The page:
Conversation with Founding a Mother. ‘Movie Night’

If marriage has taught me anything, it has taught me that one of the keys to a happy relationship is being able to communicate with your spouse.  Finding things to talk about with the love of your life isn’t as easy as it might seem.  I would put it right up there next to learning Mandarin Chinese

Thankfully, my wife and I, during our almost 12 years of marriage, have been able to communicate fairly easily.  It helps that my wife could apply for a job as a CIA interrogator and it helps that I am hilarious. Actually, I think I’m hilarious, my wife used to think I was hilarious. Now she thinks I’m an idiot.

In any event, our communication skills are good, even if she stopped laughing at my jokes after our 4th Wedding Anniversary.  I respect her opinions and she respects my opinions (as long as they are her opinions).  Sometimes we talk about serious things, like how we are going to pay the mortgage without one of us selling our bodies.  Sometimes we talk about nonsense, like how glitter got all over the floor. But most of all, and thankfully, we talk.

Movie Night

 “There is nothing on TV tonight. We should watch a movie.” I said this as a statement even if it sounded like a question when I said it.

“There’s nothing on? Not one thing?”  If I didn’t know any better, I don’t think my wife wanted to watch a movie.

“Well, I’ve just spent the last hour surfing the 300 channels at our disposal and our DVR recordings. The most compelling things I found were the entire 4th season of Wizards of Waverly Place or repeats of Futurama.”

“What movie do you want to wat…you already picked out a movie didn’t you?” My wife can read me like the (comic) book that I am.

“Jaws!”

“Sigh. Really? Again?  Is that the one with the ‘…gonna need a bigger boat’?”

“Yes and yes.”

“How many times have you seen that movie?”  It is a well-known fact, the number of times a man has seen a movie is directly proportional to how much his wife will want to watch said movie. Since I have seen Jaws at least 100 times, I went down a different avenue with my answer.

“But I haven’t seen it in so long.”  I made sure to stress the ‘so’ to add emphasis and persuasion.

“Fine, put it in. Just don’t sing the theme song.”

“Da Dum. Da Dum. Dadumdadumdumdumdum…sorry.”

“How long is this movie?”

“124 minutes.”

“It’s 10 o’clock at night and I spent 2 hours helping a 4th grader and a 1st grader with their homework, want to break that down in hours for me Mr. Timex.”  Sarcasm is the weapon of choice in our house.

Since she unsheathed hers first, I parried her sarcasm with my own, “2 hours. Why? You have a date tonight?”

“I could only be so lucky. No, I want to go to bed.”  Even though my wife is in her mid-30’s she has the sleep schedule of an 80 year old with an iron deficiency.

“Bed? It’s early.”  Watching Jaws would be no fun if I couldn’t pretend I was the shark and bite her leg for most of the movie.

“Yeah, I’m tired. I had a long day.”  I was about to ask her what she did all day long but thought better of it. For my own sake.

“It’ll be over by midnight Grandma. You should be fine.”

“Keep it up and we’ll watch Sweet Home Alabama.”  Sometimes her messages are veiled in ambiguity and sometimes her messages are received loudly and clearly. I considered this one of those loudly and clearly times.

I dove in to the cabinet which held our DVD’s.  It is a cabinet that would remind you of the hanger at the end of Raiders of the Lost Ark. The one with all the crates.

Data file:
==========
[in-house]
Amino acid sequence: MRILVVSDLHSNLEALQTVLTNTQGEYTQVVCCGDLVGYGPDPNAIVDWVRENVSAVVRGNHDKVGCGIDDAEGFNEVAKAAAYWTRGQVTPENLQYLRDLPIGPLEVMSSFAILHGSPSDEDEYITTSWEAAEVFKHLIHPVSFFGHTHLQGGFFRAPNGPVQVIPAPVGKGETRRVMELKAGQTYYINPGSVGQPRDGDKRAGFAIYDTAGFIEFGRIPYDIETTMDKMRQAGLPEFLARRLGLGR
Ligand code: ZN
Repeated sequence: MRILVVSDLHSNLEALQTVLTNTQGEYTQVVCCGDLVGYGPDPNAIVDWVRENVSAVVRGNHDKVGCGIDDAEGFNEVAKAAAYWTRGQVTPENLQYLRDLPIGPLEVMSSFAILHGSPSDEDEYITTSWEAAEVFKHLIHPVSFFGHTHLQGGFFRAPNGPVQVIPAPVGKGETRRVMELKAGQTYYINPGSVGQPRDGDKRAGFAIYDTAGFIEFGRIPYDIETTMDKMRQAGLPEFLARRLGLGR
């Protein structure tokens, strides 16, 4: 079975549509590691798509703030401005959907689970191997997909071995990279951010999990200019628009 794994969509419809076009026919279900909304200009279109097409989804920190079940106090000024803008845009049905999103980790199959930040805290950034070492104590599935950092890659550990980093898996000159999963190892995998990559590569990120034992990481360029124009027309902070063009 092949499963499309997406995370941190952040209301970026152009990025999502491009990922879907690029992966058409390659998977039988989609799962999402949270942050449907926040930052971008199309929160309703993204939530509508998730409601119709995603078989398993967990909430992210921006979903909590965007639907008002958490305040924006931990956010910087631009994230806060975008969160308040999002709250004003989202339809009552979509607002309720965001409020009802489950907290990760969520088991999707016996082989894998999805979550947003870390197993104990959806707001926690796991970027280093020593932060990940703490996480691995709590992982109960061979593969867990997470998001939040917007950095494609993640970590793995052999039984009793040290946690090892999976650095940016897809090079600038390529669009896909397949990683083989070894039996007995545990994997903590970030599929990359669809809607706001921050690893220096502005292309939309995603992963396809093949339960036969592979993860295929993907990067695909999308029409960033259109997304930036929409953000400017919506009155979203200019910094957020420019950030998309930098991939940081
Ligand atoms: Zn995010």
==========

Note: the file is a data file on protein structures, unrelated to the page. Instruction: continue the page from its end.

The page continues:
“Where is it?”  I sounded slightly more panicked than I would have liked to.

“How would I know where you put Jaws?”

“Did you do something with it?”

“Yeah. I hid it.”  My wife can wield sarcasm like a ninja wields a katana.

“You did?”  Now I sounded like one of my kids when I tell them they have to go to church.

“No you idiot. I have no idea where it is.”

“That’s great. That was the 25th Anniversary Edition.”  Only a man could or would assign the type of value to a DVD that my voice just did.

“I’m not going to wait all night until you find the movie.”

“Just give me a minute.”  I arbitrarily chose a ‘minute’ because I knew if I said anything longer she was going to put an end to movie night.  In reality, a minute could last a half an hour.
“Got it!  It was behind a bunch of Barney movies which, why do we still have those movies? The kids don’t watch Barney anymore?  Unless they were kept to purposefully hide Jaws?”

“Don’t you think you’re stretching on that?”

“Of course, like a rubber band, but you still haven’t answered my ridiculous accusation.”

“Shut up and put the movie in. And you’re rubbing my feet if we have to watch this.”

So we watched Jaws. I rubbed her feet. I pretended to be the shark and bit her leg a few times. She pretended to be mad but laughed every time I did it.  We kept talking through the movie. My wife asked who was next to be killed, what those yellow barrels were supposed to do, and which one was Quint (6 different times).  And when she wasn’t paying attention, I even sung the theme song.

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5 responses to “Conversation with Founding a Mother. ‘Movie Night’

  1. Sounds familiar.

    Like

  2. Sounds familiar to me too,I am forever being accused of “hiding” things my husband is looking for..In my house it’s always his guitar tuner, he always asks me where I put it even though I never touch the stupid thing..In the end movie nights are always nice, not to mention the foot rub!

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  3. You’ve been eavesdropping in my home, haven’t you?

    Like

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